12th April 2010
The Cairngorms National Park Authority (CNPA) and Soil Association Scotland are stepping up the drive to increase the amount of food and drink produced locally and eaten locally!
Anyone with an interest in food and drink production in and around the Cairngorms National Park is encouraged to come along to an event next Friday (23 April) to explore ways to increase food production and consumption across the Park. The Cairngorms Food for Life Planning Day at Glenmore Lodge, near Aviemore is taking place from 10am-1pm.
The event follows on from the recent survey conducted into the National Park’s food and drink sector which aimed to gather as much information as possible on who is out there, what they are producing and who is buying and selling it.
Ruathy Donald, Economic Development Officer at the CNPA said: “Next Friday’s planning event is the next stage in the development and implementation of the Cairngorms Food for Life Development Plan, which aims to get more schools, hospitals and communities using produce from their local area. We hope to get everyone with an interest together to discuss some of the findings of the survey and identify some of the key opportunities that are emerging and gather ideas on how to take these forward.”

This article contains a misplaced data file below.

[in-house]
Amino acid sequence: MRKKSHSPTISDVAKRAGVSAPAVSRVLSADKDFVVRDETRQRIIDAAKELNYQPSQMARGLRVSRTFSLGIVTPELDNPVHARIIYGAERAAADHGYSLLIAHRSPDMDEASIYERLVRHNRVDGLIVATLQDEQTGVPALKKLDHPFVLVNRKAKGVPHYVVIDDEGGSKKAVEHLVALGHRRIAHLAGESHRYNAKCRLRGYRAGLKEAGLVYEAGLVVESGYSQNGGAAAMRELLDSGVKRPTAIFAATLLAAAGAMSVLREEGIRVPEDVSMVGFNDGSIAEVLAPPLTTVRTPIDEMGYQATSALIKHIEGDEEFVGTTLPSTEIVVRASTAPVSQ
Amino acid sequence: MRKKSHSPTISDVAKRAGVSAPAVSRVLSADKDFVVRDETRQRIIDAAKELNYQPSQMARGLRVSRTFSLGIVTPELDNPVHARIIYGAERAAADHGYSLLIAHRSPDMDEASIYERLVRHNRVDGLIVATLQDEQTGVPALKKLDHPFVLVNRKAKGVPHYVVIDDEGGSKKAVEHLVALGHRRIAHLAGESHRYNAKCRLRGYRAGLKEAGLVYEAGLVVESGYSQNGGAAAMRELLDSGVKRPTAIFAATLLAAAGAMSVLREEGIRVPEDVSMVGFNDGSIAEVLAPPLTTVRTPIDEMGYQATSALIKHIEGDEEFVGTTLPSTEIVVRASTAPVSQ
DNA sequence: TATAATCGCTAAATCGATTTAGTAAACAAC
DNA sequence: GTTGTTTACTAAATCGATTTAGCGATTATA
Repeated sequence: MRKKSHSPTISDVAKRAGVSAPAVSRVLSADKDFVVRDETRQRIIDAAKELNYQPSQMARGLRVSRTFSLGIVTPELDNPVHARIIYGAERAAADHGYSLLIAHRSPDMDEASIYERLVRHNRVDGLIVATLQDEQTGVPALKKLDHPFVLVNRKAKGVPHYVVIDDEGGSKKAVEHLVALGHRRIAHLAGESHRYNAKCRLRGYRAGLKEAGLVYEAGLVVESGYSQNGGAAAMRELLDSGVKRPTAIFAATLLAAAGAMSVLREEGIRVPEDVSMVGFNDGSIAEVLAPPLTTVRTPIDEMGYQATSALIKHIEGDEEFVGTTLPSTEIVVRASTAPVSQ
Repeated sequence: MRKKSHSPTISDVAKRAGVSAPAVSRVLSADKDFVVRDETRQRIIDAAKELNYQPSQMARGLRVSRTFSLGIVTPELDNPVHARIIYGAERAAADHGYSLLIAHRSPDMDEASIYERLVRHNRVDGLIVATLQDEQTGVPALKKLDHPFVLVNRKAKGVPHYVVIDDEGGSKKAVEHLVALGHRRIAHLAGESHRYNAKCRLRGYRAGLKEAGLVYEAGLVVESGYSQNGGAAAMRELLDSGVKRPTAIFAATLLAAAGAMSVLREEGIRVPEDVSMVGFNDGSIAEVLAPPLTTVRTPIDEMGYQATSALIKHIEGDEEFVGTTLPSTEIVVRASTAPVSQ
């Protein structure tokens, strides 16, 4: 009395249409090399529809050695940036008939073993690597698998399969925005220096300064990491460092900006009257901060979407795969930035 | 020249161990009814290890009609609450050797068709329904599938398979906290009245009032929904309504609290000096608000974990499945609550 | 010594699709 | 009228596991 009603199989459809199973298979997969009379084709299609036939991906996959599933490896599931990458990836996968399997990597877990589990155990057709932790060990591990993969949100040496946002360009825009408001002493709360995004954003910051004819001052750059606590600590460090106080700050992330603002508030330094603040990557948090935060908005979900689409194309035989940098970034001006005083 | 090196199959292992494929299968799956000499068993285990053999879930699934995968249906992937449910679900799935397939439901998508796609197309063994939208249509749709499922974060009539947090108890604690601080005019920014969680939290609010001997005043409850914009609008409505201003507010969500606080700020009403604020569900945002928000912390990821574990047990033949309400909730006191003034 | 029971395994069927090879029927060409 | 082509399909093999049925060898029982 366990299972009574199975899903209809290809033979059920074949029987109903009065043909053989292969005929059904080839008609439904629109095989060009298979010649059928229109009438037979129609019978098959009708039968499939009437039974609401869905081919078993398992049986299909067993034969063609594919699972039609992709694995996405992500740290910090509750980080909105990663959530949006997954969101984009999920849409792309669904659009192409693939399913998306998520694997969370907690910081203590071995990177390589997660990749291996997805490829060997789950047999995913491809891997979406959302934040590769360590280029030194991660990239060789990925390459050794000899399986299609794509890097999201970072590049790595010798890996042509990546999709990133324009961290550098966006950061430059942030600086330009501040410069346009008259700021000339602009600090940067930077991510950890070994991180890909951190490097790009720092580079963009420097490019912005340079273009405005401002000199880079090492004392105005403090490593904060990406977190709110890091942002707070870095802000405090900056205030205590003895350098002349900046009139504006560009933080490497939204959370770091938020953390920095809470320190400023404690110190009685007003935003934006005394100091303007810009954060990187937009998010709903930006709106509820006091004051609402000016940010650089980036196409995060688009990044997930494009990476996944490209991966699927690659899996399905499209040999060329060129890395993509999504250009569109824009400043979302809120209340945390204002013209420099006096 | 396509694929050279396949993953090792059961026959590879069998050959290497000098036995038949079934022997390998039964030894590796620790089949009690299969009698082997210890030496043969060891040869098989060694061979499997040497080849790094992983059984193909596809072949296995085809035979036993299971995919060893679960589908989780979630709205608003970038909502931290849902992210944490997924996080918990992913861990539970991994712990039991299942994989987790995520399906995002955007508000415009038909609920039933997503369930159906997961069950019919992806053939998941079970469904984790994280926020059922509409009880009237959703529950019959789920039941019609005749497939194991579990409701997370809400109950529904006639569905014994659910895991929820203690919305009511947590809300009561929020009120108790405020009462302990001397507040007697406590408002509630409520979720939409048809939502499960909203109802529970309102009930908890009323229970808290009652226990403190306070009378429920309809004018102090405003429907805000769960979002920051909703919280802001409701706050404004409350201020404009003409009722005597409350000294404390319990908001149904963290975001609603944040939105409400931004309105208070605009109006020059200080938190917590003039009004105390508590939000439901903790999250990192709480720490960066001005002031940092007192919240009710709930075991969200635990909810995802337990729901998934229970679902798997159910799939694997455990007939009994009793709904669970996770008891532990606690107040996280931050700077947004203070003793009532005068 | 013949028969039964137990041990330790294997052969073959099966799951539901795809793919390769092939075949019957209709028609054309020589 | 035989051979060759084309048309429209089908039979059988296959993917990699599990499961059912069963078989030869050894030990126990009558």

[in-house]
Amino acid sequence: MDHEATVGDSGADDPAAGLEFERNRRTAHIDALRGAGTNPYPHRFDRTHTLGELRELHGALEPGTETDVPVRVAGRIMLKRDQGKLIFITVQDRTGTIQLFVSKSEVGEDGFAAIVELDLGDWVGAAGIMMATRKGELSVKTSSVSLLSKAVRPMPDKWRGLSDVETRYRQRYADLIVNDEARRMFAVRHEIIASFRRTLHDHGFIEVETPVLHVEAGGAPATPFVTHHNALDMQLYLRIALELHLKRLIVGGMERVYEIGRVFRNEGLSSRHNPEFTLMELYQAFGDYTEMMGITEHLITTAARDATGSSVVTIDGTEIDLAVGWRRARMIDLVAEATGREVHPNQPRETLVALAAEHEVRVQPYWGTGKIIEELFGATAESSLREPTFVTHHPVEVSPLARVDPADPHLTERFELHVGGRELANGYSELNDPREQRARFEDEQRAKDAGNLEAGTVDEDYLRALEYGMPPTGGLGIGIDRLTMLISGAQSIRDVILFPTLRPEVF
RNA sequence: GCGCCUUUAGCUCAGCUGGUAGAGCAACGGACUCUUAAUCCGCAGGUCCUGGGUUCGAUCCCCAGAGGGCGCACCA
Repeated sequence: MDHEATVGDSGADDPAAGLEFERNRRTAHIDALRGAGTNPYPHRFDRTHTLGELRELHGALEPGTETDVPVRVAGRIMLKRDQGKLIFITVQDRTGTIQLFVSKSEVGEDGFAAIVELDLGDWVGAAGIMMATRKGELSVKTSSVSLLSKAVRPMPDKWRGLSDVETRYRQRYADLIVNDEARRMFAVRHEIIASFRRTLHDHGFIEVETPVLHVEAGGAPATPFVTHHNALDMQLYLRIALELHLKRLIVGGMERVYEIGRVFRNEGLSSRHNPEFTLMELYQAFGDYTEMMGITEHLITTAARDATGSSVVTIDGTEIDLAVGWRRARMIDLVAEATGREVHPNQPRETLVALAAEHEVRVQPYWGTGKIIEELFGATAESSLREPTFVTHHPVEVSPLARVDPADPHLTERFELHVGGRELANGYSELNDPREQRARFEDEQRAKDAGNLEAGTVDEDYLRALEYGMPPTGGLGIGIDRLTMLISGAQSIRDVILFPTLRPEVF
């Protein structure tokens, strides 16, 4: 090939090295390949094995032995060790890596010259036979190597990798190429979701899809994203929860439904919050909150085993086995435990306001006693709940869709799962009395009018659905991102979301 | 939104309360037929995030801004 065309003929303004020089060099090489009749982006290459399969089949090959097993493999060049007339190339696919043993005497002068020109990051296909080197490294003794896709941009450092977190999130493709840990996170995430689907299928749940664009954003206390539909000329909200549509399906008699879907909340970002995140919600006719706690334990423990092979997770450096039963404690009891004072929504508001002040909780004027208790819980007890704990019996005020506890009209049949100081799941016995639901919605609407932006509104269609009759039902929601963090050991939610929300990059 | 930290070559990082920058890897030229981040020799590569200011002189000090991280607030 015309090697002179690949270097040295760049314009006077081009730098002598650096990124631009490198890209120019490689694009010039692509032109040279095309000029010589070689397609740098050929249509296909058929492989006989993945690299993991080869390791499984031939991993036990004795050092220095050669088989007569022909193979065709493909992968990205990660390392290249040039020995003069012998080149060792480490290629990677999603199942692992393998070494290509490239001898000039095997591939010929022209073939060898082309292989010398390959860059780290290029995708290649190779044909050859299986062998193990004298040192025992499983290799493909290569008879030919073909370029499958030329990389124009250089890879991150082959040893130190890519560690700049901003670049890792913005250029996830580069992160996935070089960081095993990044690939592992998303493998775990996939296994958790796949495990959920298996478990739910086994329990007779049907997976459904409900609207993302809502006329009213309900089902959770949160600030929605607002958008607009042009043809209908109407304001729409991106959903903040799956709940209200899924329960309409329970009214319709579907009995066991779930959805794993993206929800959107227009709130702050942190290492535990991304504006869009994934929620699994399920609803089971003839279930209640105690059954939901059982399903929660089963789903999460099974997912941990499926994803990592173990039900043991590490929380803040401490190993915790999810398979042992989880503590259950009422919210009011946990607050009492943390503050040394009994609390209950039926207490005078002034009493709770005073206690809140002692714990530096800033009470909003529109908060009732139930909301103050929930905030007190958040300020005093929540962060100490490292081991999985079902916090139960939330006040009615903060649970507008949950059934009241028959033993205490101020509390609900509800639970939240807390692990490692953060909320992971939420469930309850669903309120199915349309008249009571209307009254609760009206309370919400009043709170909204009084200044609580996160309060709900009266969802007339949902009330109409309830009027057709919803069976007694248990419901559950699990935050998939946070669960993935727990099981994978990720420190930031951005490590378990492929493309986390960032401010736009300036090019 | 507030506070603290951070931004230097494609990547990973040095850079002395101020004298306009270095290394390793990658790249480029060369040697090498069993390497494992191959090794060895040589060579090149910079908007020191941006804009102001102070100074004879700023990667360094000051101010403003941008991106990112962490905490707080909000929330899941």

Among the early initiatives emerging are the establishment of ‘grow your own’ projects in communities and developing food tourism initiatives across the National Park.
Lillian Kelly, Development Officer at the Soil Association said: “Food and drink production has significant potential to increase its contribution to the economic vitality of the Cairngorms National Park, by meeting growing public demand for local, healthy, low carbon food that is produced to high welfare standards. Around 45 per cent of visitor spending in the Highlands relates to food and drink, and we see a great opportunity to encourage and support further growth.”
CNPA board member Alastair MacLennan said: “Using the Park’s delicious local produce, whether in a restaurant or at school, will help improve health and wellbeing; provide educational opportunities; develop skills; create employment; and help our work towards creating a low carbon National Park.”